Marita Golden is the award-winning author of over 20 works of fiction and nonfiction. Her most recent book is The New Black Woman: Loves Herself, Has Boundaries & Heals Every Day. She has taught creative writing at major universities, including George Mason, Virginia Commonwealth University, Johns Hopkins, and the University of the District of Columbia. She co-founded the Hurston/Wright Foundation and serves as its president emerita. As a literary consultant, she teaches writing workshops and offers editing and manuscript-development services.
James Grady, named one of “50 crime writers to read before you die” by London’s Daily Telegraph, is the author of multiple bestselling thrillers, including Six Days of the Condor, which was made into the iconic film “Three Days of the Condor,” starring Robert Redford and Faye Dunaway. Grady’s new novel is The Smoke in Our Eyes.
Hannah Grieco is a writer and editor in Washington, DC. She edits novels and prose collections at the local independent press Alan Squire Publishing, where her anthology Already Gone: 40 Stories of Running Away was published in November 2023. Her own writing can be found in the Washington Post, the Independent, Al Jazeera, Brevity, Craft Literary, Poet Lore, Shenandoah, Fairy Tale Review, and elsewhere. Grieco is also editor-in-chief of two literary journals, the ASP Bulletin and Porcupine Literary.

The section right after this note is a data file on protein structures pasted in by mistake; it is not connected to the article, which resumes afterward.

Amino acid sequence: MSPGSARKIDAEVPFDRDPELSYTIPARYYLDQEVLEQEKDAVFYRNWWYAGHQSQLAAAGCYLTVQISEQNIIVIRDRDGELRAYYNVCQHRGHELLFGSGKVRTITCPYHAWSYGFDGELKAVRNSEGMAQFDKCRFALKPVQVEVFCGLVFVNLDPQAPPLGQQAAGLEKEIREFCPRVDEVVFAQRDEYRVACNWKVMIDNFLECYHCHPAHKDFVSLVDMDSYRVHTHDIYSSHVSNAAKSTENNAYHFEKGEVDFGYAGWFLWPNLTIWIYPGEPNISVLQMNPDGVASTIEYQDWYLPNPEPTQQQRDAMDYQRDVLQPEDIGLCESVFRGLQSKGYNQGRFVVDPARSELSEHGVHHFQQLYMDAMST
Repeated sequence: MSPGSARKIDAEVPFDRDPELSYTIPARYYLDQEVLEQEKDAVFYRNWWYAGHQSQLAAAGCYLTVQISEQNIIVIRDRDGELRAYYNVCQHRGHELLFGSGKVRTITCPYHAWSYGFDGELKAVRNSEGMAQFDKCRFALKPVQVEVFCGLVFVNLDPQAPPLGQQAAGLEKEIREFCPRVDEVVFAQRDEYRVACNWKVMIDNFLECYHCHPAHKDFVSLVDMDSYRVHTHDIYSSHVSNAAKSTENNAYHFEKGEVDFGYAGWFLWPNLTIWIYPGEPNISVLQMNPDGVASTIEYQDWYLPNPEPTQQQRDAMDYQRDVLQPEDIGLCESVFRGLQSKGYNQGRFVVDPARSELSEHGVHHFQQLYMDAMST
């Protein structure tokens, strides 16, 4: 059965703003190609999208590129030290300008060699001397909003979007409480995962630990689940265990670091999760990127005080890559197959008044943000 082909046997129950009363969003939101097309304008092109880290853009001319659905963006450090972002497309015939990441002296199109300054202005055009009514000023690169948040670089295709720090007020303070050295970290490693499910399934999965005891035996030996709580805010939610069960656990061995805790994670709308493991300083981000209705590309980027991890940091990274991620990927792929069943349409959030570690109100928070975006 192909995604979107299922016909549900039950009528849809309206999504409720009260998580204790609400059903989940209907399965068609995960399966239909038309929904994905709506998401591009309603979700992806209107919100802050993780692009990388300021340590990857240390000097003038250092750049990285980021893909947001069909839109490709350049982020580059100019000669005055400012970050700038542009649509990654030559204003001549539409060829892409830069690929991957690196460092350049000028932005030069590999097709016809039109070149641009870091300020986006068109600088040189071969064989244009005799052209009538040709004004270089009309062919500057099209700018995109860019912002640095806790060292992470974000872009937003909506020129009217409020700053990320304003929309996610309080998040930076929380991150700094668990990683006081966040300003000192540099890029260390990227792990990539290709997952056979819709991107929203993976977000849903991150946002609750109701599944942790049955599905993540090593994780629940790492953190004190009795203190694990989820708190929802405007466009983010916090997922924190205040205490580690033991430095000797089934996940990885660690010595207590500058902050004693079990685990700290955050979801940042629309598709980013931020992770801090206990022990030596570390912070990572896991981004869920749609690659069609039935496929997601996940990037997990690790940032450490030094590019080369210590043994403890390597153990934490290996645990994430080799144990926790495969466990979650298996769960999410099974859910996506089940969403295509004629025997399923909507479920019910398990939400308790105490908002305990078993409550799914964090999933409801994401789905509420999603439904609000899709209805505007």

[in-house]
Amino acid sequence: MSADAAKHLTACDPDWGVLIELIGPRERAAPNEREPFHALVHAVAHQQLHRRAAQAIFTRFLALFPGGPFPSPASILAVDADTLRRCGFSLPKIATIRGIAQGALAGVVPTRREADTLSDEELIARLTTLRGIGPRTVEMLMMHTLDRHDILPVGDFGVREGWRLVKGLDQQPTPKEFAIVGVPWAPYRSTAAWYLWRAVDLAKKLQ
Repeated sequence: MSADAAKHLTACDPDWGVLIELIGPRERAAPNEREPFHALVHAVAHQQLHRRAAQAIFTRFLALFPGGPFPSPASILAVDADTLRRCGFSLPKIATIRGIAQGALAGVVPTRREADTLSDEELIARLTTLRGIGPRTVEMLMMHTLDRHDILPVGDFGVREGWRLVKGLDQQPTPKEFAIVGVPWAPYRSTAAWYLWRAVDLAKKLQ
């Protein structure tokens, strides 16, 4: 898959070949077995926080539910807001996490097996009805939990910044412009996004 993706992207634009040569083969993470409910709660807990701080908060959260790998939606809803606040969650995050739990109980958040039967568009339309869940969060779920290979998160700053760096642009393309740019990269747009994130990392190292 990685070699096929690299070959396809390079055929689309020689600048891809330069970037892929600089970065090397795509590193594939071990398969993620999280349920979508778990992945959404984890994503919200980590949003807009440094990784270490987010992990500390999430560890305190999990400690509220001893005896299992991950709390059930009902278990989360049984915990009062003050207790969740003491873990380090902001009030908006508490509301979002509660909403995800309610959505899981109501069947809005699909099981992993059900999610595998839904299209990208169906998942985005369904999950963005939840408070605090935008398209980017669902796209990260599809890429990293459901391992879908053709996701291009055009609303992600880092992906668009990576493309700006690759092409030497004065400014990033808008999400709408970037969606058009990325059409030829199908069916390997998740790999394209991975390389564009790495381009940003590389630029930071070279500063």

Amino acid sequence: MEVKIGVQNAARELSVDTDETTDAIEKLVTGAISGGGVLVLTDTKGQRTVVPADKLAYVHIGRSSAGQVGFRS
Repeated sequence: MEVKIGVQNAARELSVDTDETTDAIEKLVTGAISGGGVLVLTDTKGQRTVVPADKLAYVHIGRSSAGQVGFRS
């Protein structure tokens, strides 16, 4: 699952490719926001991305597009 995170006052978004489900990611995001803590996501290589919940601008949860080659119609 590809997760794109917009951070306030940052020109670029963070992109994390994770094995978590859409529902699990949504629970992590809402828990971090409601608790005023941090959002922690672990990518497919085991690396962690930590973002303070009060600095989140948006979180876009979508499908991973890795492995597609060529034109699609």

Sarah Kain Gutowski is the author of two books, The Familiar and Fabulous Beast: Poems, winner of the 14th annual National Indies Excellence Award for Poetry. With interdisciplinary artist Meredith Starr, she is co-creator of “Every Second Feels Like Theft,” a conversation in cyanotypes and poetry, and “It’s All Too Much,” a limited-edition audio project. Her poems have appeared in the Gettysburg Review, the Threepenny Review, Painted Bride Quarterly, and the Southern Review, and her criticism has been published by Colorado Review, Calyx: A Journal of Art and Literature by Women, and the New York Journal of Books.